So the bare bones of this are that using a hand held mobile phone whilst driving is illegal. Using a two radio (frequency exemptions permitting) is not. However, there is no overridding exemption and when the police use their radios their driving standard has to be maintained. If it falls below the required standards then prosecution may follow. Here lies the rub though. If we forget frequencies and function and simply look at both devices there are many similarities. They are a communication device that can be hand held and can create a distraction for the driver. They are both capable of being operated handsfree but the majority of the time a police officer uses PTT (push to talk). This requires the officer to be hands on. That said the radio is generally affixed to the officers body armour and can be let go of in an instant should both hands be needed on the wheel. It also doesn’t fall to the floor as a mobile phone would. Whilst the radio has a screen it is not integral to the operation and nor does it need to be viewed. A phone on the other hand could be dropped but creates that secondary distraction. Where is it? Is it in your lap or the footwell. Has the screen smashed? In this footage from the USA the driver is using a mobile phone and despite the situation she gets herself into she does not let go of the phone at all.

The two-way radio clearly needs less input than a phone and operates differently but in light of smart handsfree technology it could also be argued that a totally voice controlled phone is safer.

I blogged recently about the mobile phone legislation and how, by allowing handsfree operation, it appeared to have focussed entirely on the importance of having the drivers hands on the wheel.* If that is correct and was seen as the danger that drove the legislation then the same can be said for any other device that operates in a similar way regardless of frequency. I can imagine this was a tough decision though as a blanket ban was going to cause huge issues for countless  999 organisations and others. The net effect would have taken every taxi driver and courier off the road overnight. It would seem therefore that practical, financial and employment issues stepped in over outright road safety. There was a trade off.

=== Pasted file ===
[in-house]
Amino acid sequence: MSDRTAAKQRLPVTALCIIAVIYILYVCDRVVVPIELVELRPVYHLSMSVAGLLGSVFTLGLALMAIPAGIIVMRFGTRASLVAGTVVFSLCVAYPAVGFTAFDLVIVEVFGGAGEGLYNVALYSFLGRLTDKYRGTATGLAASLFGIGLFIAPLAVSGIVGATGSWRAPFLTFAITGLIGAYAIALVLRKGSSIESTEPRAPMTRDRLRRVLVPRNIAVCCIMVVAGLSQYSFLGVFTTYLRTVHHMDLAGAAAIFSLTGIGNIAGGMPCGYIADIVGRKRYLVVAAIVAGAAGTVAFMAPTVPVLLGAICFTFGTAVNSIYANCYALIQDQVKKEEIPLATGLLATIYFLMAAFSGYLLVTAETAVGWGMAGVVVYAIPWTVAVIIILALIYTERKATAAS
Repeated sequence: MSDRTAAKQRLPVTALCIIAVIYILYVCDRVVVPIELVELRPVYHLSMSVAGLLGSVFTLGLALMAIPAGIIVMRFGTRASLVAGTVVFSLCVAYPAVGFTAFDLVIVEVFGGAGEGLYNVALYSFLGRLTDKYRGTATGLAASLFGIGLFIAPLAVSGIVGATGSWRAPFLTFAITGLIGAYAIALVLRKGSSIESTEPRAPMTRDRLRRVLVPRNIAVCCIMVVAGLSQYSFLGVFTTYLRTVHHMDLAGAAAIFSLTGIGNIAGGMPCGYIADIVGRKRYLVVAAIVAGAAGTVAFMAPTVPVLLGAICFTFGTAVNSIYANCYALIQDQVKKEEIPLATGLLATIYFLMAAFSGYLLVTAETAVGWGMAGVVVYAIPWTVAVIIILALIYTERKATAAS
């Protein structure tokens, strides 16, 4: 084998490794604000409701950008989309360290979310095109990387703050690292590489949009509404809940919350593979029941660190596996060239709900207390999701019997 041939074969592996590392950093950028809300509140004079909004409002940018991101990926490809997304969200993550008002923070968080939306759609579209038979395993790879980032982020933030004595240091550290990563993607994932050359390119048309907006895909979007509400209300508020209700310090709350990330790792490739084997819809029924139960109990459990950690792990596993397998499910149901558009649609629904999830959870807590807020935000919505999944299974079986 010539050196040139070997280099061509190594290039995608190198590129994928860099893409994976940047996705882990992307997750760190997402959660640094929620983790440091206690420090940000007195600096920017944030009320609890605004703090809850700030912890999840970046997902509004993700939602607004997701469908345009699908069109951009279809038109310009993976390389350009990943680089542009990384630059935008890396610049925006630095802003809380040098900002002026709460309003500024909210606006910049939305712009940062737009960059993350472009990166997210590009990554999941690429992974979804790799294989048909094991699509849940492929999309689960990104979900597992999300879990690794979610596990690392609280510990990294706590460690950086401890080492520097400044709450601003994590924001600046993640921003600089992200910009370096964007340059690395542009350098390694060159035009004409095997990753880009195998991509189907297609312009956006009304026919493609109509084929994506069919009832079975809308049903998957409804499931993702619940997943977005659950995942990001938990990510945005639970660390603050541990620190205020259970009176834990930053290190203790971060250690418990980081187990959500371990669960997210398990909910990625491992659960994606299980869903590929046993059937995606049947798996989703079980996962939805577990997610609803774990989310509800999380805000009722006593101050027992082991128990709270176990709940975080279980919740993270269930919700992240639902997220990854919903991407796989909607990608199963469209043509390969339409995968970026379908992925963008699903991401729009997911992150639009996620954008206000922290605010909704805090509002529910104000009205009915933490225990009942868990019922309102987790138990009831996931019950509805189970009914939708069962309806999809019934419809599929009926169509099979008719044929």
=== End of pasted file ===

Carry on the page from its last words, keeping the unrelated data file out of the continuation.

*What this did was ignore the fact that eyes on the road and mind on the road are also essential.

Police and road safety organisations all encourage no distractions in the driving environment at all. We encourage people to turn their phone off or pull over at the side of the road and park safely before using their phone. Whilst they do that the police officer or taxi driver passes by using a radio without an issue and this creates a disparity that angers many. There is of course the issue of urgency. The phone call from the dentist or from your boss is generally not life or death. The messages a police officer gets passed often are.  I’m sure you’d agree that it would be a farcical situation for an officer to ignore being shouted on the radio. Instead they pull over in a safe place, park, stop and then speak to the control room to be given an emergency that they could already be half way to if they hadn’t stopped.